Nvidia Corp.’s data-center chips brought in more money than the gaming specialist’s core business for the first time in the company’s second quarter, but new gaming chips amid a pandemic-influenced boom in videogames are expected to flip that back around and produce even more record sales.
Nvidia (NVDA) reported $1.75 billion in data-center sales in the second quarter Wednesday, more than double last year’s total of $655 million and ahead of the average analyst expectation of $1.71 billion. The data-center segment is especially important to investors after Nvidia announced its latest Ampere-architecture-based offering for servers earlier this year.
It was also the first full quarter that Nvidia’s Mellanox Technologies acquisition, which closed in April, contributed to revenue. On a conference call, Chief Financial Officer Collette Kress said that Mellanox contributed about 14% of total revenue and more than 30% of data-center revenue, and “was a critical part of several of our major new product introductions this quarter.”
Gaming sales rose more than expected in the second quarter, totaling sales of $1.65 billion after posting revenue of $1.31 billion a year ago. The average Wall Street estimate called for sales of $1.41 billion. It was the first time data-center sales eclipsed gaming sales for the company, though that trend may not last — Nvidia is expected to announce a new line of Ampere gaming chips at a Sept. 1 event, and expectations for the gaming segment in the third quarter are high.
“I think this may very well be one of the best gaming seasons ever,” Chief Executive Jensen Huang said on the conference call. “We’re already seeing amazing numbers from our console partner Nintendo.”
In an interview with MarketWatch after the conference call, Kress said that gaming is expected to surpass data center in the current quarter amid back-to-school and early holiday sales of gaming PCs and Nintendo Co. Ltd.’s (NTDOY) manufacturing of Switch consoles for the holidays. It could be a close race, however.
“Gaming is growing faster sequentially than data center in the next quarter. In our second quarter, DC surpassed gaming … [but] it will likely be gaming as we move into Q3,” she said
For the third quarter, Nvidia expects record revenue of $4.31 billion to $4.49 billion, while analysts had forecast sales of $3.97 billion. In addition to a big console ramp-up, Huang said that the COVID-19 pandemic has driven more people to videogames as a source of entertainment.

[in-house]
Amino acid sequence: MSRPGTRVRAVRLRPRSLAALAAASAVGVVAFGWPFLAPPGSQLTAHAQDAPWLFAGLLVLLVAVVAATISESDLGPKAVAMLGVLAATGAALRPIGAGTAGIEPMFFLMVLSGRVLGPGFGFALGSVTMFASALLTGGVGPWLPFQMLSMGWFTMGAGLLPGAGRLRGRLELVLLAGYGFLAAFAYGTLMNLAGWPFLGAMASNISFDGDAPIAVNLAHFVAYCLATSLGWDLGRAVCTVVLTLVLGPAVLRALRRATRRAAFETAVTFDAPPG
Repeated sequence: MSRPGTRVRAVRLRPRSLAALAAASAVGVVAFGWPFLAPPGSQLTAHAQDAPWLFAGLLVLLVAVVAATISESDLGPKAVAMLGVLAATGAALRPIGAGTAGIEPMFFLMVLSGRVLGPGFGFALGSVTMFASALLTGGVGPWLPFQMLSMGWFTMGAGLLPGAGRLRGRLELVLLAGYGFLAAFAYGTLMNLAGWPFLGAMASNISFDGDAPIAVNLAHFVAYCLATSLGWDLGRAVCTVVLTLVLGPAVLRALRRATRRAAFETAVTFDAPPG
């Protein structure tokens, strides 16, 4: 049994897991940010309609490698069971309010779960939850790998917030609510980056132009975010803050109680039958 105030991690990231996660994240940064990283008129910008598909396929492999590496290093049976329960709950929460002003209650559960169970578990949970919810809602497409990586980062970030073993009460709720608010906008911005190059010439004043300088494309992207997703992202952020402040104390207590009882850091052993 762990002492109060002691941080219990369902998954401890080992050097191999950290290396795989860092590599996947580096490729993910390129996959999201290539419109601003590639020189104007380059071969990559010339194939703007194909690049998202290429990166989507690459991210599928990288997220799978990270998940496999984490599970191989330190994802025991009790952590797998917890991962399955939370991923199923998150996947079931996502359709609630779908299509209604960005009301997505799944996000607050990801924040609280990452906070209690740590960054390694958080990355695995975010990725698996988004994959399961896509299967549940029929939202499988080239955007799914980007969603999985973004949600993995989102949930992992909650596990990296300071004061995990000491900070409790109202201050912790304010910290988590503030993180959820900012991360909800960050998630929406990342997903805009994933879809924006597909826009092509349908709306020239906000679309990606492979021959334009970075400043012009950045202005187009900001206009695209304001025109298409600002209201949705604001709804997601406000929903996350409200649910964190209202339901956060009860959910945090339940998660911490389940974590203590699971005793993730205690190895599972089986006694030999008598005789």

“With all that’s happening around the world, and it’s really unfortunate, but it’s made gaming the largest entertainment medium in the world,” Huang said on the call.
“The thing that people haven’t realized about videogames is that it’s not just a game itself anymore,” Huang said. “You’re spending time with your friends. You’re using it to create, to realize your imaginations. People are using it for broadcast, for sharing ideas and techniques with other people, and then of course it’s just an incredibly fun way to spend time.”
Nvidia has rocketed to a record $300 billion-plus valuation this year, easily surpassing former Silicon Valley semiconductor king Intel Corp. (INTC) , on hopes for its videogame chips and server offerings.
For more: Nvidia is officially not just a gaming company anymore
Nvidia reported fiscal second-quarter net income of $622 million, or 99 cents a share, compared with $552 million, or 90 cents a share, in the year-ago period. Adjusted earnings, which exclude stock-based compensation expenses and other items, were $2.18 a share, compared with $1.24 a share in the year-ago period. Revenue rose to $3.87 billion from $2.58 billion in the year-ago quarter.
Analysts surveyed by FactSet had forecast earnings of $1.97 a share on revenue of $3.65 billion.
Kress said the company expects sequential gains of 25% in gaming sales and low-to-mid single digits in data-center sales in the third quarter. Analysts expect $1.7 billion in gaming sales, or 3% higher than second-quarter levels, and $1.77 billion in data-center sales, or 1% higher than those reported in the second quarter.
Shares declined about 1% in after-hours trading, after a recent prolonged run to record highs. The stock declined 1% to $485.54 in the regular trading session to come up short of Monday’s record close of $493.48.
For the year, Nvidia shares have gained 106%, while the PHLX Semiconductor Index (SOX) has risen 19%, the S&P 500 index (SPX) has advanced 4.5%, and the Nasdaq Composite Index (COMP) has gained 24%.
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